Walt Disney just appointed a "Chief Metaverse Officer". Do you need one, too?

Enter the metaverse?

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Walt Disney just announced the appointment of Mike White, a 10-year company veteran, to lead the company’s strategy for the metaverse. His official title: Senior Vice President, Next Generation Storytelling & Customer Experience. Congratulations to Mike, but what exactly does that role mean? And does it signal the rise of a new type of CMO – the Chief Metaverse Officer?

Given where we are in the current hype-cycle, from Facebook’s rebranding to Microsoft’s blockbuster Activision deal, you may be thinking that if your company hasn’t begun to stake its claim to the metaverse, you’re already too late. The fact is, what the metaverse is today and what it might become is still wildly unclear. If you’re Facebook, it might be a virtual alternative to any type of internet experience free from the tethers of traditional pc and mobile devices. If you are Microsoft/Activision, it’s a fully immersive gaming experience where the players/user become a part of the game. And if you’re Walt Disney, at least judging from the Mike White announcement, it’s a new distribution and content medium that’s ripe for princesses, talking toys and pirate-themed action-adventure stories.

👉 Want our take on the key points coming out of the Microsoft / Activision deal? Read our blog here

In the months ahead, there will no doubt be a lot of board meetings where directors are asking their CEOs, “What’s our metaverse strategy?” Take heart, CEOs, there are important lessons from the past that still apply. Think back to 1997 when boards were grilling management teams on how they were going to leverage the “information superhighway” or in 2008 when they asked about the company’s SoLoMo (social, local, mobile) plans. “Legacy” companies that have thrived in times of technology-fueled disruption develop playbooks that are still relevant today. Here are a few strategies to consider:

  • Build a “Lab.” Innovation is born from experimentation and failure. It is difficult to convince an executive or team that it is OK to try and fail when their KPIs and reward structures are based on short-term success. Established companies that have successfully nurtured new businesses and products (think Fidelity, CVS, IBM, Walmart) often have done so by creating innovation playgrounds where new ideas can germinate and grow roots before they’re subjected to the stifling pressures of quarterly results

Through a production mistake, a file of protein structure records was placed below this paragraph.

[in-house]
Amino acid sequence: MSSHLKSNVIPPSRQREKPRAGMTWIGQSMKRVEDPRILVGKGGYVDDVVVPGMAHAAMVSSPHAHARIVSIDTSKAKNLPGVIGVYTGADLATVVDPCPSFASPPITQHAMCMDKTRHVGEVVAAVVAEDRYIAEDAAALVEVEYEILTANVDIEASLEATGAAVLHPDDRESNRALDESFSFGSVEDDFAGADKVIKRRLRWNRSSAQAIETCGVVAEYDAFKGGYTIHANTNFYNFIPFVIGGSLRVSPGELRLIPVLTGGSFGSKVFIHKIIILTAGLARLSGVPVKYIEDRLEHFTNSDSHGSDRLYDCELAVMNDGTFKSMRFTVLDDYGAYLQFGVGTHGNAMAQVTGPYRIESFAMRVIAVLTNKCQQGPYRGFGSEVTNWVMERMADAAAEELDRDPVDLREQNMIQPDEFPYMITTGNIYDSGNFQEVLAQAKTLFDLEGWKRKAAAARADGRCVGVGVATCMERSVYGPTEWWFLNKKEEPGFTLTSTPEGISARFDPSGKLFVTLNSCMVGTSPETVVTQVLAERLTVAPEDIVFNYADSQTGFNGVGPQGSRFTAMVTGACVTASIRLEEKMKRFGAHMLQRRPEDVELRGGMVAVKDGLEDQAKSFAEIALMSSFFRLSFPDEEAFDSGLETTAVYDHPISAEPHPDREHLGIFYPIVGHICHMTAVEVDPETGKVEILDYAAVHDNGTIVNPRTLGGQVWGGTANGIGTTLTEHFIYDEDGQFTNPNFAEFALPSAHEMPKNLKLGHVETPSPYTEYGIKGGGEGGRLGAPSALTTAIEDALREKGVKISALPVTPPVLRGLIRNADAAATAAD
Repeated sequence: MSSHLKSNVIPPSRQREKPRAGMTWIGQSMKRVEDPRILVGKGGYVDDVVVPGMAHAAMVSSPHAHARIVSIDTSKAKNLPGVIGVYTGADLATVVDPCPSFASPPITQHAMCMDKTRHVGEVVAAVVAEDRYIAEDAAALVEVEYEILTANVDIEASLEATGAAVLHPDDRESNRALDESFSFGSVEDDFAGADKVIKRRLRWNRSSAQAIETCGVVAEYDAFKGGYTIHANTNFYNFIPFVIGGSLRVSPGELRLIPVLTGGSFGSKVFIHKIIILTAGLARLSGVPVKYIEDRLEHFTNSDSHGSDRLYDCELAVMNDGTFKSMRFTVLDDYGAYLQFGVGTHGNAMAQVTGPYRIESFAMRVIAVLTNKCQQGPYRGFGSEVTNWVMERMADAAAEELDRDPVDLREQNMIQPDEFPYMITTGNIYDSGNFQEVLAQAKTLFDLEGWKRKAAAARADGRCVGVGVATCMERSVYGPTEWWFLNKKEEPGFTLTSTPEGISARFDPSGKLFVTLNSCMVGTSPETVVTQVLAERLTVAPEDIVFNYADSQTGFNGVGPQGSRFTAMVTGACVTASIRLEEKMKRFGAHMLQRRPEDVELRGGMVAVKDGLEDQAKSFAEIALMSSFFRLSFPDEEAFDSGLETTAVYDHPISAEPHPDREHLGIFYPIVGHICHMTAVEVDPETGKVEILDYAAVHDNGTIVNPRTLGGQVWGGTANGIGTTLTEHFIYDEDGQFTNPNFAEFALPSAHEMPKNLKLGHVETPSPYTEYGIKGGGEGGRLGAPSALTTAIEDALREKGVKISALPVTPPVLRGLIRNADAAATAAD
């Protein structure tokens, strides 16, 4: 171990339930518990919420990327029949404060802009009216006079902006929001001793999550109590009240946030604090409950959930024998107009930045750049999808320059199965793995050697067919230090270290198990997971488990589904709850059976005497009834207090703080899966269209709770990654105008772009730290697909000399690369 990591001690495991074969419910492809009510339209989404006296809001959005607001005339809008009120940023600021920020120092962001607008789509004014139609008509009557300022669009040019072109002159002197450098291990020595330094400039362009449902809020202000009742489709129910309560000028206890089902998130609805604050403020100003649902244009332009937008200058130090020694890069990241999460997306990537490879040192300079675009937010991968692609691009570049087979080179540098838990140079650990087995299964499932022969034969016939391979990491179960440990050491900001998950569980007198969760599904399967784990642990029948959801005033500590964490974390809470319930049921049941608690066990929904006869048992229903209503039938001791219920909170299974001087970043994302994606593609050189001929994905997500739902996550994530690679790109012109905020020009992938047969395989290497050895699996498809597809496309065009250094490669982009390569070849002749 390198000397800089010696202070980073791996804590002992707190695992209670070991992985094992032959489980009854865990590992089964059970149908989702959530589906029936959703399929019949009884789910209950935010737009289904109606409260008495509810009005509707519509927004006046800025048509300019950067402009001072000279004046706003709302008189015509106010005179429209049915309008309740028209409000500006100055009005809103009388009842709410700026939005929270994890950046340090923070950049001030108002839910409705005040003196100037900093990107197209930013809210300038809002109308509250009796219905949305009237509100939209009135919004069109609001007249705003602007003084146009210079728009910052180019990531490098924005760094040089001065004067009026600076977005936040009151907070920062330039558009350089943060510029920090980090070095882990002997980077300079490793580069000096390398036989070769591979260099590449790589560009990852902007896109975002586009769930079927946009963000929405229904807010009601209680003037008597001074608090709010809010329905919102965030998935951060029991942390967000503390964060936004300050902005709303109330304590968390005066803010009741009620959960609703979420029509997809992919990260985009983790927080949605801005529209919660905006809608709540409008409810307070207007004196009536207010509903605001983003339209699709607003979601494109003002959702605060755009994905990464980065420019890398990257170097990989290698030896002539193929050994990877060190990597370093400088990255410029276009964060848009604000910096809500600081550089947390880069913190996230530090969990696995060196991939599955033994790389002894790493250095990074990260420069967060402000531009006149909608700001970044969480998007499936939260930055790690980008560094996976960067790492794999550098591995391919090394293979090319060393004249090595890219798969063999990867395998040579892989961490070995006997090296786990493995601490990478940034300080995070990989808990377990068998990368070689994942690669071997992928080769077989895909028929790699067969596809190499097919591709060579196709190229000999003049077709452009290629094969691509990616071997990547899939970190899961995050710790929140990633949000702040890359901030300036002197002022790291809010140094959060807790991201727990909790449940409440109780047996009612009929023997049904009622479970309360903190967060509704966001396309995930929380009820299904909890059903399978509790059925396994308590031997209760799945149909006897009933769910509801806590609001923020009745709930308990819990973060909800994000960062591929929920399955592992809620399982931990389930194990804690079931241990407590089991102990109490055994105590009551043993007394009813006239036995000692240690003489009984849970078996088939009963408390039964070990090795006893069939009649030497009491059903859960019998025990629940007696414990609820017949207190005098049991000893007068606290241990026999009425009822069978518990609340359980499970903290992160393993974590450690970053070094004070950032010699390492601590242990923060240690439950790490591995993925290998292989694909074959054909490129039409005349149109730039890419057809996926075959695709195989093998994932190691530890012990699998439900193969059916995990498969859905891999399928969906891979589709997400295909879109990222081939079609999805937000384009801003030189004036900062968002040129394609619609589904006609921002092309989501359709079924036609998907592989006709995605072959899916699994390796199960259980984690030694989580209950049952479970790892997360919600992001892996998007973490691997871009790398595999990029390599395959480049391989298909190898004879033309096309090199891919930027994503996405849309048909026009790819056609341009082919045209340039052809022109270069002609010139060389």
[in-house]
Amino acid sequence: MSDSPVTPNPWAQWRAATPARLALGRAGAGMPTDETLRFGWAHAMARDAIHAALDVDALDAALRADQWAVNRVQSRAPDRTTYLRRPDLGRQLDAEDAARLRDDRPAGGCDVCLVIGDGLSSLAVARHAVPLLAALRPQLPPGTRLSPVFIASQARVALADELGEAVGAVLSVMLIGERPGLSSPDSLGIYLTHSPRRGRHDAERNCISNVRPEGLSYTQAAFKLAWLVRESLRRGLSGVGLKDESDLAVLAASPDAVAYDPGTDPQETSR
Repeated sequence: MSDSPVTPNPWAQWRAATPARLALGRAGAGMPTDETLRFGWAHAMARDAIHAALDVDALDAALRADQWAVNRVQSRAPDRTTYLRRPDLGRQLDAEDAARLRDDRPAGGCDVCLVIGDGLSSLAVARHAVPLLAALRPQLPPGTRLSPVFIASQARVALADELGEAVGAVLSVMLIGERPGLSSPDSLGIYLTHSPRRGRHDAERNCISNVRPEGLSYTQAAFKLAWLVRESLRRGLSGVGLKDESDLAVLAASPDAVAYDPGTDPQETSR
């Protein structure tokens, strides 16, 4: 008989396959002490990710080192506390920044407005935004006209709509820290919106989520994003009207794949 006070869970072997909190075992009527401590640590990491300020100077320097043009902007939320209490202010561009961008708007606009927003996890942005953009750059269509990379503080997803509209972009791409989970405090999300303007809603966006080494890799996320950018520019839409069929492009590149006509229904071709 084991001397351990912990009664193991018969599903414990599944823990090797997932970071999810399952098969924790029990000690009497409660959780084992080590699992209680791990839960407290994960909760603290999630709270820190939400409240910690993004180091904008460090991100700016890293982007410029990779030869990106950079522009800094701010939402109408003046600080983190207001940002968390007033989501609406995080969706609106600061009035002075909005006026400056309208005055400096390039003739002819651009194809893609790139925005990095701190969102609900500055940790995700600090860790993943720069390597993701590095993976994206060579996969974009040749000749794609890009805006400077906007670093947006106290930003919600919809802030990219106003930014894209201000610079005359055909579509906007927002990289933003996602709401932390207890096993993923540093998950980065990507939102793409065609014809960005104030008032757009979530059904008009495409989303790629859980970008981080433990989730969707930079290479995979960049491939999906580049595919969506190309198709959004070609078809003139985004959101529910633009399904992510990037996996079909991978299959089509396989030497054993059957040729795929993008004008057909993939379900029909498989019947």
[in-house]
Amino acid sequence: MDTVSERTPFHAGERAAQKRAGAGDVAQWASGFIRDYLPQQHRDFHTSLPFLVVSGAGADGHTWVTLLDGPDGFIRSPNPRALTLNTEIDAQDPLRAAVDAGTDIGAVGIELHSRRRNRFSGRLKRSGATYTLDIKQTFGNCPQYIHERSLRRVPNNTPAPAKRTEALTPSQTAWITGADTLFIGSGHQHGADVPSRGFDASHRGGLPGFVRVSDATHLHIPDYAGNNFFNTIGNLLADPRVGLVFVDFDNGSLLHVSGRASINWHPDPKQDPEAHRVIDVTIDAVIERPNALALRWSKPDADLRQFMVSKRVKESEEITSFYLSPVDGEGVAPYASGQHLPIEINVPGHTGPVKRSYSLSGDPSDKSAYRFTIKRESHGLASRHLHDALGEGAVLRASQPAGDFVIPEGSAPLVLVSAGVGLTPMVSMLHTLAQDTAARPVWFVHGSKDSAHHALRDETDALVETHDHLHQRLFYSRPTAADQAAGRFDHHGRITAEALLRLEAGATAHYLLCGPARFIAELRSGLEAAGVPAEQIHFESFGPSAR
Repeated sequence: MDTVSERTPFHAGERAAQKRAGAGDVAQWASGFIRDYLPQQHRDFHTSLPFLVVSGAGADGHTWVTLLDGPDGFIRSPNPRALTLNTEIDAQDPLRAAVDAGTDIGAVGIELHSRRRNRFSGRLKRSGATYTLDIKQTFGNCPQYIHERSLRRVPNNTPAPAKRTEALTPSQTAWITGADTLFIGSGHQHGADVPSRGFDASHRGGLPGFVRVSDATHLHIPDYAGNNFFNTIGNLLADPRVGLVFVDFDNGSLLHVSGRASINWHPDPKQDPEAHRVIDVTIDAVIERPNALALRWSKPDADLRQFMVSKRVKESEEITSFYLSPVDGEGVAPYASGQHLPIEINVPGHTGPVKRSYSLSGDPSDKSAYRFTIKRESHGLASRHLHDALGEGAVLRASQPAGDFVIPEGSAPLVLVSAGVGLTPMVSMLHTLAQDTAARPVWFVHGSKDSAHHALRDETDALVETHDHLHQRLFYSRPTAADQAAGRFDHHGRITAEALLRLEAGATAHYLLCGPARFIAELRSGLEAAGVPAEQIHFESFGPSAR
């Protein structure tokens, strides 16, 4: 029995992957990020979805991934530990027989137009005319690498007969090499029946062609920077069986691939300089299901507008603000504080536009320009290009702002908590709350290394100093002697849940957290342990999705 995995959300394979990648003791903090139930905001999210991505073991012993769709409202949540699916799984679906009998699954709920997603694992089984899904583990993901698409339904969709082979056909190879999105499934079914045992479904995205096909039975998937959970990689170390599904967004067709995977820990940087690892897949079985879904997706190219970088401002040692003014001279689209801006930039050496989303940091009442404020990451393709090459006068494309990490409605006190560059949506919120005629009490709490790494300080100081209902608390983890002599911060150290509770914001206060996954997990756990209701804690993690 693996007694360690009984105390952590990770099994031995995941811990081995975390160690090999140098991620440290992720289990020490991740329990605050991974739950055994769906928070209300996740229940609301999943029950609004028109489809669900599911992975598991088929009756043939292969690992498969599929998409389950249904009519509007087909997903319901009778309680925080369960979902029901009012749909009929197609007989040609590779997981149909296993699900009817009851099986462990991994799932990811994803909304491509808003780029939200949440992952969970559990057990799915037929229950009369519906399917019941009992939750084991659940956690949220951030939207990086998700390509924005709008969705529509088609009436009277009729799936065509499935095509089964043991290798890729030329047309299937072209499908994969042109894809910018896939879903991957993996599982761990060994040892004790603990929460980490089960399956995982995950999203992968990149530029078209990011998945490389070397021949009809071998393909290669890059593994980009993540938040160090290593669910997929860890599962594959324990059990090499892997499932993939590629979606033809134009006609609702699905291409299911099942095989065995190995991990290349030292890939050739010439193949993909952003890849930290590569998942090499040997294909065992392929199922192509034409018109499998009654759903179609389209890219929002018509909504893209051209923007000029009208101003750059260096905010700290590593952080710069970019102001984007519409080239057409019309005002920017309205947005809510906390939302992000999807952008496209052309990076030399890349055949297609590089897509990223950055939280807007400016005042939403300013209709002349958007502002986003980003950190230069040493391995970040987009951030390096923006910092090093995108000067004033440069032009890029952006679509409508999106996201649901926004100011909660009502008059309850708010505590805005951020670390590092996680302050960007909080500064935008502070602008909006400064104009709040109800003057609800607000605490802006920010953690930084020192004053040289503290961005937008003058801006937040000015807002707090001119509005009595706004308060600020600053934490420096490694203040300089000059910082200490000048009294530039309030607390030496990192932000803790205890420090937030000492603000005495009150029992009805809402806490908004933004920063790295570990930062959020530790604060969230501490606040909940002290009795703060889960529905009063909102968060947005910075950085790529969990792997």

• Hire a champion. Let’s call this the “Mike White strategy.” Selecting an executive with the tenure and experience to yield influence inside the company but whose explicit charter is to scour the landscape for the best new ideas both inside and outside of the company. As we have seen in the recent past, roles like Chief Digital Officer played an important role in catalyzing innovation within an organization even though they later became obsolete as businesses adopted new approaches and functional organizations became digitally competent.
  • Follow Fast. It’s nearly impossible for larger established businesses to compete with the speed and agility of pure plays and start-ups. The laws of corporate physics are very hard to bend.  In the emerging market for smartphones, Samsung’s strategy for over a decade was to follow Apple’s innovation lead but use its global distribution muscle to put more handsets into more hands.  That approach helped Samsung develop a 40-billion-dollar business and ultimately led, as some would argue, to putting the company at the head of the innovation train.
  • Find Reverse Mentors. Along with experienced Champions, organizations looking to navigate new technology landscapes also need the help of their newest (and yes, youngest) employees.  Bring the voices and perspectives of these front-line staff into the management conversations and encourage them to challenge conventional wisdom and propose new ideas.

Who can honestly say they predicted that the “infobahn” would lead to Facebook, Uber, Airbnb and Superbowl ads for crypto exchanges! Likewise, organizations should not try to crystal ball the future of the metaverse. But they do need to build the talent, organizational structures, and culture that can adapt to whatever that becomes.

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